Monthly Archives: March 2011

Albert Einstein’s “The World As I See It”


Albert Einstein during a lecture in Vienna in ...

Image via Wikipedia

Uploaded by on Mar 24, 2011

I think it’s interesting to read some of how Einstein saw the world he lived in. He addresses societal commitments, ethical ways of living, and religious views.

I’ve trimmed out huge sections of this book-length essay. For the full text, go to Amazon and buy it.

As the rain patters on my window…


…I sit here at my desktop without a written draft in front of me, neither in paper nor onscreen, and I think about how things have changed since that fateful day of posting on my first blog, on the evening of January 15th, 2008, only a little over three short years ago.

Forgive me if I ramble a bit…

Then I knew nothing of responsible blogging, and precious little of skepticism. But I certainly hope I’ve improved at least a little since then, having started out with the angry blogger persona and gotten to my current pseudonymous persona with an odd mixture of writing styles.

Those last have ranged from a sort of quasi-Carl Sagan-ish with lots of purple prose to the ‘evil and snarky’ style that has occasionally pissed people off, and for good reason – no one likes being ridiculed, especially when it comes to core beliefs – but let me make this clear: it’s people who have rights, it’s people, especially innocent victims of nonsensical claims, whom I think deserve respect, but not the ideas they hold, the claims they accept without thinking them over before doing so.

It’s not people I attack, only ideas. Even when it involves ridicule, that’s directed at the silliness of an idea, though the claims of cynical promoters of these ideas are fair game to me.

I’m not interested in controlling peeps, for example, telling peeps what to think, or telling them how to think just so. There are different perspectives on clear thinking, different styles of critical thought and various approaches to empirical rationalism, but without being dogmatic, they all boil down to a few essentials despite the differences in perspective: a respect for sound reasoning, valid evidence, and reality, with the use of science as the best criterion for what’s demonstrably true and real.

Most of you know of my interest in science, and in pseudoscience, and the distinctions between them. To me, being skeptical involves questioning everything within reason, though it’s nihilistic and strikes me as ill-founded to be skeptical of skepticism, since nobody can truly be skeptical of literally, consistently, and without qualification everything.

Even me. Especially me.

For newcomers to the site: My unequivocal view is that there is a real world, in which things exist external to myself, that are not dependent on my thoughts about them, my society, nor my theories about them, and which despite the legitimacy of our different internal maps of the territory of reality, our personal models of it, is what it is no matter who is doing the looking.

Why else can two people in different parts of the world see exactly the same thing when they look at a comet or spiral galaxy through a telescope, even the same spiral shape of the latter, and indeed can objectively compare what they see and come to some measure of agreement on it if neither is in error, and objectively resolve their dispute by resorting to some common ground upon which to base their conclusions if one or both are, common ground that would not exist if all truth were relative.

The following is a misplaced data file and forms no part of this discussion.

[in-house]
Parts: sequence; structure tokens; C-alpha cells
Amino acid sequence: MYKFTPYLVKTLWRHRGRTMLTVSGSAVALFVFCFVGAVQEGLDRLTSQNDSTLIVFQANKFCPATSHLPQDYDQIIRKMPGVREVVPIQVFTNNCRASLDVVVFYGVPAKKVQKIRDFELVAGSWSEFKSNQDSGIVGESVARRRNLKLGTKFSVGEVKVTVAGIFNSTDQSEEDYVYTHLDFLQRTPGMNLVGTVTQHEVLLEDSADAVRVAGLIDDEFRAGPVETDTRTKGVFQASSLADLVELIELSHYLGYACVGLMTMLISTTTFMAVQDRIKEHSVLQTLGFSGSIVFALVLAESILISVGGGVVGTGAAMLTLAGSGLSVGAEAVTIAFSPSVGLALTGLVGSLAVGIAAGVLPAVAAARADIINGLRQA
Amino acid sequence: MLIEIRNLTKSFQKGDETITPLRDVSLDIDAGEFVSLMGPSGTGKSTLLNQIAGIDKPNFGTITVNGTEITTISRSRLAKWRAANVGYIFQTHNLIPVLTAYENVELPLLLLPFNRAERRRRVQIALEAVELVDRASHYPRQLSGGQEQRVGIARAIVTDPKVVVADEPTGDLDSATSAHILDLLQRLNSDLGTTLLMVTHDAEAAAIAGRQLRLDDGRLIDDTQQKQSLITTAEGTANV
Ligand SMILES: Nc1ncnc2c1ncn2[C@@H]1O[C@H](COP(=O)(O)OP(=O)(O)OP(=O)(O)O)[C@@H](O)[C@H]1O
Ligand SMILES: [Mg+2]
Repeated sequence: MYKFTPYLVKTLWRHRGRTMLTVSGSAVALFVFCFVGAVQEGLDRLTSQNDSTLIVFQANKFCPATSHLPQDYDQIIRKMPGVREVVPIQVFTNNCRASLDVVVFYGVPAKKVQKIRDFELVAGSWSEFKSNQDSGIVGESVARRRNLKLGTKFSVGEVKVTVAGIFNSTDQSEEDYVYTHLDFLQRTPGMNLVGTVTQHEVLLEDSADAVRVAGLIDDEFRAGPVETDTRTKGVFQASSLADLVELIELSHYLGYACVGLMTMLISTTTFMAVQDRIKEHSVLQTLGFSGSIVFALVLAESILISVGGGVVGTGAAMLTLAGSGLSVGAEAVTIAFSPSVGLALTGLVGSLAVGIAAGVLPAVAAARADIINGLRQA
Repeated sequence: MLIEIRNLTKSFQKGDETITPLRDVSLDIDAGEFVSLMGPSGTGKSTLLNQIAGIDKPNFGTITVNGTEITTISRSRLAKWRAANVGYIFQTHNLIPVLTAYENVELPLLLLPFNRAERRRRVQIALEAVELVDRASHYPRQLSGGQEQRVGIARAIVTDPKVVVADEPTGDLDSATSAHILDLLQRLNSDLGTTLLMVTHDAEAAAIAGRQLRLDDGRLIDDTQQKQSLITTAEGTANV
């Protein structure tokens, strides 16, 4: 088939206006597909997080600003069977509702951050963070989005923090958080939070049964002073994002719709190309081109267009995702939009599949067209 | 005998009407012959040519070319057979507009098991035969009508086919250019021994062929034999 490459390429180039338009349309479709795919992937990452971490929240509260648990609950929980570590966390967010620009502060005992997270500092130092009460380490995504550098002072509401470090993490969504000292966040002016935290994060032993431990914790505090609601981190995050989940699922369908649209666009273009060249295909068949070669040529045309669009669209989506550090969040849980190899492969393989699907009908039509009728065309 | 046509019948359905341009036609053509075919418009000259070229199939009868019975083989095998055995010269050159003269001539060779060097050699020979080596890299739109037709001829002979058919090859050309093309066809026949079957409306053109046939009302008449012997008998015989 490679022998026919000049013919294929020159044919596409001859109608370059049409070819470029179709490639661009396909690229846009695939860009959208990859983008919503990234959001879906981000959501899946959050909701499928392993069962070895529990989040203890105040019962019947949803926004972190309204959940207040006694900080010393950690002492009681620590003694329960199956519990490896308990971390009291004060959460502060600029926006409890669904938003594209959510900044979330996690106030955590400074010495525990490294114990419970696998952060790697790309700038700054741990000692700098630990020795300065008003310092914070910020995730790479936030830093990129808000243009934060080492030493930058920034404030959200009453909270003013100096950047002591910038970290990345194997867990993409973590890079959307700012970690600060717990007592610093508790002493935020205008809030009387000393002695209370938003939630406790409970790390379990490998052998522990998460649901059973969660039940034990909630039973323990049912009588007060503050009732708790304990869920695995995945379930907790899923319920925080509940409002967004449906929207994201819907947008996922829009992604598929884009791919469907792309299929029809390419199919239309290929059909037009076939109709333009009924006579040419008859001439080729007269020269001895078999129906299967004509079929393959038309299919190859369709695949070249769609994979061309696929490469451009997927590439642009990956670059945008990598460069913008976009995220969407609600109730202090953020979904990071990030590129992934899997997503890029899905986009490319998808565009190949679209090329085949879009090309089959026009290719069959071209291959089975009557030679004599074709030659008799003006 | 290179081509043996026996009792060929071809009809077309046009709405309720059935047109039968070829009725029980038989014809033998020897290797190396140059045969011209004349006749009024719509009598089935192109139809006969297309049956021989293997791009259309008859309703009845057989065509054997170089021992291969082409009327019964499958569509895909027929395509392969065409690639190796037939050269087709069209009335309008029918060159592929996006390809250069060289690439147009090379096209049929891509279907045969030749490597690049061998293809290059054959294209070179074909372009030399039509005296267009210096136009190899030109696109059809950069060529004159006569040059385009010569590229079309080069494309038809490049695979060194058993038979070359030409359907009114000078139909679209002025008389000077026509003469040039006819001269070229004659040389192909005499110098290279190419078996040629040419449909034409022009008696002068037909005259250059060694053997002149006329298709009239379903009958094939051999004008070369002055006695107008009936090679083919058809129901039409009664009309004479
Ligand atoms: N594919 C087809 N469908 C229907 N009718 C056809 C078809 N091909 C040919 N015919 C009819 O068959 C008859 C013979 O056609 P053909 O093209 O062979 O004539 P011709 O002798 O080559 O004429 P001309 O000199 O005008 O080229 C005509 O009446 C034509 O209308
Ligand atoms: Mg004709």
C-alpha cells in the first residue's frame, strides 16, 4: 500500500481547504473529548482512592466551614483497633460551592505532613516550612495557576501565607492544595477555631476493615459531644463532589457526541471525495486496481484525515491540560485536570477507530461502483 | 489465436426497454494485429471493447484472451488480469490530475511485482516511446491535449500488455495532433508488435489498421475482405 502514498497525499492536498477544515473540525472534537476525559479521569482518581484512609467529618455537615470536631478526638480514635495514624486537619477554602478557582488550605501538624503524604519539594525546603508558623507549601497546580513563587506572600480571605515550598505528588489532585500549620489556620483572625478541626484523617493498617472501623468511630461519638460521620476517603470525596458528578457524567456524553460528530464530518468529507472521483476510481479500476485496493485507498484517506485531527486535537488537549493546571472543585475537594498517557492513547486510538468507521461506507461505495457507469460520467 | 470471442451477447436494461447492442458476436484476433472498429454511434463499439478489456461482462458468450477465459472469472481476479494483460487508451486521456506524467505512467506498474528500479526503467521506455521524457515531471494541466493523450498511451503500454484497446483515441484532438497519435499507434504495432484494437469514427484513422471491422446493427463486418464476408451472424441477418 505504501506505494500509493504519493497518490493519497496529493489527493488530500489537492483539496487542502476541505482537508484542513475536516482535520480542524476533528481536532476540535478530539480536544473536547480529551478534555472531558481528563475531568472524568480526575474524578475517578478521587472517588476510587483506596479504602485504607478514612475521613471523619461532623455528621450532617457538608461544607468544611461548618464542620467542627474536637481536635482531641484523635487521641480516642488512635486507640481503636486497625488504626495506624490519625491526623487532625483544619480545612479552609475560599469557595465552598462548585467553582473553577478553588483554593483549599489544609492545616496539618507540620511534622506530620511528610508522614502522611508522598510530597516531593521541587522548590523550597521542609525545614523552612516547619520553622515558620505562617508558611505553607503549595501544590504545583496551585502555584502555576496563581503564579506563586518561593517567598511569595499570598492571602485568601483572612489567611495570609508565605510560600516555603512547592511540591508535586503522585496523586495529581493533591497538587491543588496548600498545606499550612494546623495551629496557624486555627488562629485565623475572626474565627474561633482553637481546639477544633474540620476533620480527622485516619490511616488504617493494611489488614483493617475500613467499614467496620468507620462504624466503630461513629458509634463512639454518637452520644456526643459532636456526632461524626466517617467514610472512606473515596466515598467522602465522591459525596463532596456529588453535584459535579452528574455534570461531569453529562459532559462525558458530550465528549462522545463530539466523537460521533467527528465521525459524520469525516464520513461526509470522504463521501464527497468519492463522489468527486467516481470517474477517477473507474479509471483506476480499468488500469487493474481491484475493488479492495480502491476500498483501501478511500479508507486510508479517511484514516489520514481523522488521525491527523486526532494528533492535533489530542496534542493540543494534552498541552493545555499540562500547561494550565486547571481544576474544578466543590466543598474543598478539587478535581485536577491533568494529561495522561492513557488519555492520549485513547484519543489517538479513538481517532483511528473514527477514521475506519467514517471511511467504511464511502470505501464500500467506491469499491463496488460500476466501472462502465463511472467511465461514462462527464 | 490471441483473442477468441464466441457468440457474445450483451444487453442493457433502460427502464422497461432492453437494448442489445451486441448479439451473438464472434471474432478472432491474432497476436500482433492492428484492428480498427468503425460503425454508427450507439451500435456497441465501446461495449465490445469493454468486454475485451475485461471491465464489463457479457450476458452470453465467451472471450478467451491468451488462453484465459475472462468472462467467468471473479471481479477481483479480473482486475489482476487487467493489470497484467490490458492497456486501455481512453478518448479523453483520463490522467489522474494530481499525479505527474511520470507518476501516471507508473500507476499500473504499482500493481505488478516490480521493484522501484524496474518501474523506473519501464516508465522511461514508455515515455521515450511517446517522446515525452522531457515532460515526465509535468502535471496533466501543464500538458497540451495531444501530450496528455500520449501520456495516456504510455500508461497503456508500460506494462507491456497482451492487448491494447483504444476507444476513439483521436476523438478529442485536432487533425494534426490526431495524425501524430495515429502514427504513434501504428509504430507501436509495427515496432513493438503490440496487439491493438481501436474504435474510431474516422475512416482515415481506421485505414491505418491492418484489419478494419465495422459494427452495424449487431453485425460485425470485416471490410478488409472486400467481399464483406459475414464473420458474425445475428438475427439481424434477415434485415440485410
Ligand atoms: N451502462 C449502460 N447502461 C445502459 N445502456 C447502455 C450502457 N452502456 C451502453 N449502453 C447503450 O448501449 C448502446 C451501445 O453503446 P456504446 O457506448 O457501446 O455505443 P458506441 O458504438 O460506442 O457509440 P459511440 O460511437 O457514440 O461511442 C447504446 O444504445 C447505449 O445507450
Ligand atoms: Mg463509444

I’ve been reading a book, “Proofiness,” by Charles Seife, on all the ways in which we are all fooled by some form or other of mathematical deception, in thinking numbers that relate to real-world measurements infallible and so falling for all sorts of chicanery by others and ourselves simply because of the way numbers work with our attempts to quantify the things around us and the inherent impossibility of perfect precision in any measurement when so quantifying.

I must say, I’m about half-way through, and the book has been interesting so far, with more than a few of my sacred cows having been soundly debunked, but I feel less naive, not more cynical, about it, and I highly recommend the book.

Uncomfortable realities can be enlightening.

Even so, even by now, I’m still struggling to find a consistent ‘voice’ in my writing style, having tried lots of ways out, and found none of them completely satisfying. So I’m interested in hearing from you all which sort of writing style you would most prefer be used on this site. Thanks, and stay brilliant, all.

Baroque Mandelbrot Zoom


Uploaded by on Feb 18, 2007

A zoom into the “Seahorse Valley” region of the Mandelbrot Set. Set to “La Villageoise” by Rameau, performed by Trevor Pinnock. (Music — and therefore this video — are subject to the Creative Commons license. Check out http://www.magnatune.com.)

Nina Jablonski breaks the illusion of skin color


Neil deGrasse Tyson on “how smart we think we are”.


Uploaded by on Sep 3, 2010

Dr Neil deGrasse Tyson, the man who brings astrophysics down to the ordinary level for all to understand.

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